Governor Kristi Noem vetoed three bills on the last day of Session (bringing her veto total for 2023 to four so far). But she hasn’t acted on her biggest veto threat, rejecting the state budget if the Legislature doesn’t repeal the sales tax on food. The Legislature didn’t repeal the food tax; instead, it chose to reduce the state sales tax from 4.5% to 4.2% for four years, providing around $12 million less in tax relief than Noem proposed and spreading that relief around less helpfully. So we should expect Governor Noem to ink up that VETO branding iron and mark up Senate Bill 210, the general budget, right?
Well, if she’s going to take that drastic step, practically speaking, she’d better do it this week. Vetoing the entire state budget, leaving the state without a funding plan for the fiscal year that starts July 1, would send the Joint Appropriations Committee back to the drawing board. Even if Noem’s threat worked, if it made legislators immediately capitulate and promise to repeal the food tax, appropriators would have to recalculate the tax savings and rebalance the budget. Adding or subtracting any millions in SB 210 would bring everyone back to the table asking to get more than they got over the last two months of budget negotiations or to deflect any necessary cuts to someone else’s program.
That renegotiation won’t happen in just a couple hours on Veto Day, Monday, March 27. Appropriators and the rest of the Legislature would need the next two weeks to call and email and Zoom back and forth to figure out how they would respond to a veto of the entire state budget. If Noem expects a budget veto to have the effect she desires, she needs to give the Legislature time to effect that effect.
Of course, if Noem simply threatened her veto for show, and if she has done the headcount with Senators Schoenbeck and Crabtree and realized there’s no way the Legislature will be swayed by her tantrum, she can sit on her branding iron until next Friday, then stamp her veto and her feet, knowing legislators will return on the 27th and swiftly override her veto to ensure the smooth fiscal functioning of the state while she goes on Fox News for more conspiracy-air time.
If Noem’s veto threat was offered in good faith, then it’s time for her to act. Put up or shut up, Kristi. If you’re going to veto the budget, do it now, so the grown-ups can work out Plan B.
It’s an act. Stomping her feet to get her way has been her go to play since she was in her terrible twos.
Amen, Nick; while riding on her unicorn!
If Ms. Noem read your bloggings, Mr. H, she’d probably see this one as a double dog dare. However, she does not, grudznick is sure.
Governor Noem will move on to other low lying fruit. Her crack staff is telling her she needs to focus on the Iowa Primary if she is, indeed, going to continue her lucrative campaign to become our next President. She hasn’t even announced officially as a candidate yet, but Ian can comb through his Hillsdale alumni directory and recruit enough Iowa based Hillsdale alums to form an exploratory committee. A quick flight (in the State Plane??) through Sioux City, Council Bluffs, Des, Moines, and Cedar Rapids to press the flesh and model some new outfits will suffice at this point. She needs to finish at least third, ahead of Pence, to become a contender. With her Right to Life cred, that is doable.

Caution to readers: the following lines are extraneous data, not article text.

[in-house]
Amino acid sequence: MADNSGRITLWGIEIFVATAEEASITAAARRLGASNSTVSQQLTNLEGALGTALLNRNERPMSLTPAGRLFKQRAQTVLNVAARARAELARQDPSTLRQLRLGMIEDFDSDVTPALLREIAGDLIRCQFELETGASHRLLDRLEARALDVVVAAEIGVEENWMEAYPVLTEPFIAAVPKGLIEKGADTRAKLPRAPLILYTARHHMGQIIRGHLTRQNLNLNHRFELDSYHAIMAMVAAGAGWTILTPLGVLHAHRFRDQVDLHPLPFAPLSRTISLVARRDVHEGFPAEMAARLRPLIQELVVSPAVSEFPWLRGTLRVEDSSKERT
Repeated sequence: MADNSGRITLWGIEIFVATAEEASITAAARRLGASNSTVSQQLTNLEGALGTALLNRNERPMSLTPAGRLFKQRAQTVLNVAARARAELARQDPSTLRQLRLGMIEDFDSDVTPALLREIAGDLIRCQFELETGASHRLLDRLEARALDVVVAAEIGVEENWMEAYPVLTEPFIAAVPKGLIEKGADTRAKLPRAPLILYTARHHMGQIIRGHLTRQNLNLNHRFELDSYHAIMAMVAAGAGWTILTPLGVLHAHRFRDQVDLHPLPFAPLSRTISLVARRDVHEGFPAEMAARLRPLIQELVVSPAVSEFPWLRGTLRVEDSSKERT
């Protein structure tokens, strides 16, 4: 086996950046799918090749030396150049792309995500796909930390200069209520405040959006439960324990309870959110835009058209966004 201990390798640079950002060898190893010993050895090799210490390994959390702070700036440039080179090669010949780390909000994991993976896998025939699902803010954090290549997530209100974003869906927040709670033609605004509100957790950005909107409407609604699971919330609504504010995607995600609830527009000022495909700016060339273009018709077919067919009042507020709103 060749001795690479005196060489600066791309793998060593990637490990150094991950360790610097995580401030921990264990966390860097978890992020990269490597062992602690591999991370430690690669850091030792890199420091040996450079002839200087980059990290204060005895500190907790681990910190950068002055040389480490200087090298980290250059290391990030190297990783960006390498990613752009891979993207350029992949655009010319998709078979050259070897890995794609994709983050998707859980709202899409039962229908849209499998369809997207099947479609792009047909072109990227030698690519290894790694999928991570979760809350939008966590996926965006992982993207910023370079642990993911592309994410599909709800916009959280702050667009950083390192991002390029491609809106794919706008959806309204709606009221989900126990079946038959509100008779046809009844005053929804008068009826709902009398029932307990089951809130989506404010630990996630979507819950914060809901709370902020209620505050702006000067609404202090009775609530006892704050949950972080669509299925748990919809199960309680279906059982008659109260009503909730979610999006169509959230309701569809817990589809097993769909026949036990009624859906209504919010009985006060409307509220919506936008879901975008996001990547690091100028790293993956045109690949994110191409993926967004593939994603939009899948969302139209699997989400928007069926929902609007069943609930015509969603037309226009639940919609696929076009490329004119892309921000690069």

Is there a hook here for her national campaign, now in its fifth year?
If not then she’s looking for a way to slide along and put the session in the books and out of sight. My observation is she flopped horribly through her laziness on the state sales on food removal. That bill offered something for everyone that everyone shares: Eating.
If there’s a “big” winner in the current sales tax bill it would be big ticket purchasers. Luxury cars, pickups and boats. Higher end houses. Farm machinery purchases. But for folks on fixed incomes, people who are paid crappy wages and others who make up the majority of South Dakota citizens: Bread crumbs at best.
Nobody put a gun to the Queen of Snowflakes’ head and forced her to make that huge ad and direct mail buy to save her re-election campaign. That promise is forever tattooed to her face. If she had any kind of chutzpah, she’d use that fake branding iron veto device and tell the politicians to go home until they’re ready to pass a total repeal of the state food tax. Period.
Make it a John Wayne “True Grit” moment, Kristi. Drag their asses into a special session. or meet them at the polls with the sales tax on food removal petition. You’ve got nothing to lose at this point.
Well, Mr. Tears, who are we to say those fellows buying cars and boats shouldn’t get the same tax breaks as the rest of us? The legislatures have spoken, and now we must abide.
Come on, she’s making South Dakota transgender free. She has balls.
Grudz, Kristi Noem, like Trump, doesn’t read anything. But someone on her staff checks all the press, including the Dakota Free Press.
Dear Mr. grudznick, you seem to take issue with my political advice to the governor to make it a “True Grit” moment. Is it because you don’t care for grits with your breakfast? Grits can be made to taste great and can go very well with pork gravy. That was my experience when I lived in the South.
And did you know that grits are “most nutrient-dense and high in fiber” which is good news for your colon?
Tastes great going in, and hurts less going out. In politics, they call that a win-win.